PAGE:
Do It Yourself Stereophonic Stethoscope

Evolutionary Tinkering or Intelligent Design?



You don’t have to be a medical doctor to listen to a heart or lungs in 3-dimensional sound.

Years ago I built a simple little listening-tool. It seemed to me that we always listen to lungs from just one angle—the single small end of a stethoscope. Why not from two ends? two angles? So, I fumbled around and put together, in less than simple words, a stereo auscultation instrument. I soon found it good for examining little children, because, like myself and most other doctors, they love new gimmicks. But this one (I speak as a child psychiatrist) might well scare an autistic child! Anyway, here are the essential parts with instructions for your own assembly and use:

1. If you have two old binaural stethoscopes lying about, pull or cut them apart and reassemble them thus: Retaining the top part of one of the stethoscopes (the part with the spring fixture that keeps things in front of your face), run one tube with its own chest-piece separately up to each of your ears. That’s really two tubes and two chest-pieces, left and right, one for each ear, left and right. Got it? Presto! – one ‘stereophonic’ stethoscope.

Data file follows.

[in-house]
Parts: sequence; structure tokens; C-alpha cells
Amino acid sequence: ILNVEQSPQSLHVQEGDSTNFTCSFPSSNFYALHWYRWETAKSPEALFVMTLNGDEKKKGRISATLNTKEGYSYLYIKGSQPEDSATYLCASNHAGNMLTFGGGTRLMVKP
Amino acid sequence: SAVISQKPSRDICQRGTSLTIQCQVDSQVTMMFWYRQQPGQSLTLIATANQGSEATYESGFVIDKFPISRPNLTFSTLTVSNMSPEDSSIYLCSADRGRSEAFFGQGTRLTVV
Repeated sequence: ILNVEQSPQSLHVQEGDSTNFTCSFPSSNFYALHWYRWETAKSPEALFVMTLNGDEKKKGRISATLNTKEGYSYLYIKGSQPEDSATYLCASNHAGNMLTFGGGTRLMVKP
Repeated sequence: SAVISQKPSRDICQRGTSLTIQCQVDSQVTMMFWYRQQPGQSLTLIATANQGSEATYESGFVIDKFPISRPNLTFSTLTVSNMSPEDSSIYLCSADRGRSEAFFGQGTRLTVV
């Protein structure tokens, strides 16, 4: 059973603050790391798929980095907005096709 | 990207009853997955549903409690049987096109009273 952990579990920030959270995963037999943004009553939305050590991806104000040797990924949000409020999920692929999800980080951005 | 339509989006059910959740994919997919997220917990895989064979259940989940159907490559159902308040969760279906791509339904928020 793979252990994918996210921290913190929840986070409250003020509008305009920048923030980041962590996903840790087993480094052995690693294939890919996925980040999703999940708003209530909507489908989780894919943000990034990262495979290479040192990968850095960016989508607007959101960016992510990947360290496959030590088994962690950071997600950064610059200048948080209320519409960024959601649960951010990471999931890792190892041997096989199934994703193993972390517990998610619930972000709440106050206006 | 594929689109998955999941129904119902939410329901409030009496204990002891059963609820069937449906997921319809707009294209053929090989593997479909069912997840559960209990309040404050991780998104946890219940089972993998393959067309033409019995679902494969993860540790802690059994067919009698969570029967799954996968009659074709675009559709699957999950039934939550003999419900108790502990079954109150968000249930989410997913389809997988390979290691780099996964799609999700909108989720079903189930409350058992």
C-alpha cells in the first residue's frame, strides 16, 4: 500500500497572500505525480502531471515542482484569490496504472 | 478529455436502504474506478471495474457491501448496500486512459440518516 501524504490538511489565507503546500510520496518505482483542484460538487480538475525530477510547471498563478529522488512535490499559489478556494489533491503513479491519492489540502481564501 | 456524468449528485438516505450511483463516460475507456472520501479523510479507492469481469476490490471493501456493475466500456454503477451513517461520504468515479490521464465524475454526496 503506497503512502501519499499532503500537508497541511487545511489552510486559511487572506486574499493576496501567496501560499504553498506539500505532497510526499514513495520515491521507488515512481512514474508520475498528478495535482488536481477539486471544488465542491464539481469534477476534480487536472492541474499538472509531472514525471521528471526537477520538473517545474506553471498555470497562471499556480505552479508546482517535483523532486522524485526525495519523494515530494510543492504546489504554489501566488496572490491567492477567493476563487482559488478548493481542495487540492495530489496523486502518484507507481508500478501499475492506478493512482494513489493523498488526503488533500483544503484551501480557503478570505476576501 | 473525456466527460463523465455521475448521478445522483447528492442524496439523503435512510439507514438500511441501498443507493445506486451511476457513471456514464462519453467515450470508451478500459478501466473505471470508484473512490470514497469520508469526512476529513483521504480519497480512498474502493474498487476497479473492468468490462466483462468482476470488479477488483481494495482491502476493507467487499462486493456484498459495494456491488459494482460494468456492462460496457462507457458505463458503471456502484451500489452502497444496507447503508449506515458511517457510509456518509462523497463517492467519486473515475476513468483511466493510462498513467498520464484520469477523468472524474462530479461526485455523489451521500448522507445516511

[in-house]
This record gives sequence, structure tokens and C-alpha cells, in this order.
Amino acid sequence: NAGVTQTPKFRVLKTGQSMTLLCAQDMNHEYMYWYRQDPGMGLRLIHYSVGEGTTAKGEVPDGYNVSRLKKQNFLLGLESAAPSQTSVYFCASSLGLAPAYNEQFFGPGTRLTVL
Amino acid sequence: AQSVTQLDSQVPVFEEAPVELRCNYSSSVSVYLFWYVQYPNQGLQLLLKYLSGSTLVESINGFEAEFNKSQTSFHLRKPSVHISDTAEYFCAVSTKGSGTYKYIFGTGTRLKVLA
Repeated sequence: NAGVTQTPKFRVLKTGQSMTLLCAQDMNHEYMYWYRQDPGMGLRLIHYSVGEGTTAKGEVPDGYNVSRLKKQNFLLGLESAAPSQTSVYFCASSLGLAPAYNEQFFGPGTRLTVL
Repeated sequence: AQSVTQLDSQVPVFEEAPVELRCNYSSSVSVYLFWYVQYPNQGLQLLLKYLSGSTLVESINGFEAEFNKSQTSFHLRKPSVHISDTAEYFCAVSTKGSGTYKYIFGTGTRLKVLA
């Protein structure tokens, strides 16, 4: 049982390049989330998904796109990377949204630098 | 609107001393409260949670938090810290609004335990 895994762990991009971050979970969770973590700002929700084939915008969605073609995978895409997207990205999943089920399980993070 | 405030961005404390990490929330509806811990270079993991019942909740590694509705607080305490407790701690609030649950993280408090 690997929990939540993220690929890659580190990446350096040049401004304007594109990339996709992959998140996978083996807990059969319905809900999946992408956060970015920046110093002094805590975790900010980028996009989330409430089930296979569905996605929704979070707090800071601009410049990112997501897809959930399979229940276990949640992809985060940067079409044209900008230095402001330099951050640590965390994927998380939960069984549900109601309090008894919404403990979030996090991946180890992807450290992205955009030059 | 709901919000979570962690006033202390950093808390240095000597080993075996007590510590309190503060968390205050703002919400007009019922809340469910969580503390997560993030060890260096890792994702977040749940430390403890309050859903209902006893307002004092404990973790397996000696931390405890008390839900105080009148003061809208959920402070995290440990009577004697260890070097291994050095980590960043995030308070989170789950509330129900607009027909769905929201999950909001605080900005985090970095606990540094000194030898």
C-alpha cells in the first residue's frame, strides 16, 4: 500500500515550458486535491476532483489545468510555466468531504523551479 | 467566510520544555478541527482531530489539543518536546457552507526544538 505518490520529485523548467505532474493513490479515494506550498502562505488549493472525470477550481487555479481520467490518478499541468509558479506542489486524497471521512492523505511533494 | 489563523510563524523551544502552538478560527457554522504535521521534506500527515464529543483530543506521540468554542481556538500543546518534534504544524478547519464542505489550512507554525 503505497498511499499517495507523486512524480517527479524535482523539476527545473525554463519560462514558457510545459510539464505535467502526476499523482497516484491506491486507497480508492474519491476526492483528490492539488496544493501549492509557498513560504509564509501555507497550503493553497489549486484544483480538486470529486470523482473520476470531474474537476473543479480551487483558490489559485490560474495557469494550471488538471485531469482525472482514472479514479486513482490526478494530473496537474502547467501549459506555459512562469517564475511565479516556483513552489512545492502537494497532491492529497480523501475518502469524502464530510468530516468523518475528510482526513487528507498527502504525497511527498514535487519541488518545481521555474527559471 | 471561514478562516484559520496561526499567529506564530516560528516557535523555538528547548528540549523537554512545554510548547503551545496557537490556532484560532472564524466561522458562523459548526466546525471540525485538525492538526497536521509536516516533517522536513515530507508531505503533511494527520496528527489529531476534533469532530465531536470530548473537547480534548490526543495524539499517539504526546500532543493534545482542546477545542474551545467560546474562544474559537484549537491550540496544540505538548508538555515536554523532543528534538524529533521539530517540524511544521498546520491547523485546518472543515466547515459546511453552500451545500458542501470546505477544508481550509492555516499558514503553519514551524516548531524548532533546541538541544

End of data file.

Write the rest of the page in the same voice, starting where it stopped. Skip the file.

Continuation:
2. Listen to any patient’s chest—front and back simultaneously. While listening, you may close your eyes, but caution: one-handed stethoscope-driving obviously not allowed; you must use both hands. Another explanatory picture? Yes, repeat, no.

3. You’ll hear a three-dimensional symphony of lung sounds that may well entertain you, if not actually augment your clinical diagnostic acuity. But I think it will do the latter too.

This tool is particularly useful in listening to the upper lobes of the lungs. It may help with carotid bruits—one end-piece over the carotid bifurcation, the other held opposite towards the back of the neck. Maybe, what with all the fancy electronic tools that can be wielded only by super-specialists, we hardly need such an old-fashioned gimmick. Regardless, I submit this fully portable ‘something’ for the generalist. The curious and conscientious family doctor, who still likes to do a half-decent physical before ordering an ultra-sound or a CT-scan, might want to try listening over different body regions. I’ve tried to hear and visualize the vascular goings-on inside my own head by placing one end over an eye socket with the other back at the occiput. But no luck. Nothing going on.

May I suggest that you build and try out the stereo-stethoscope—and perhaps report back? End of brief communication.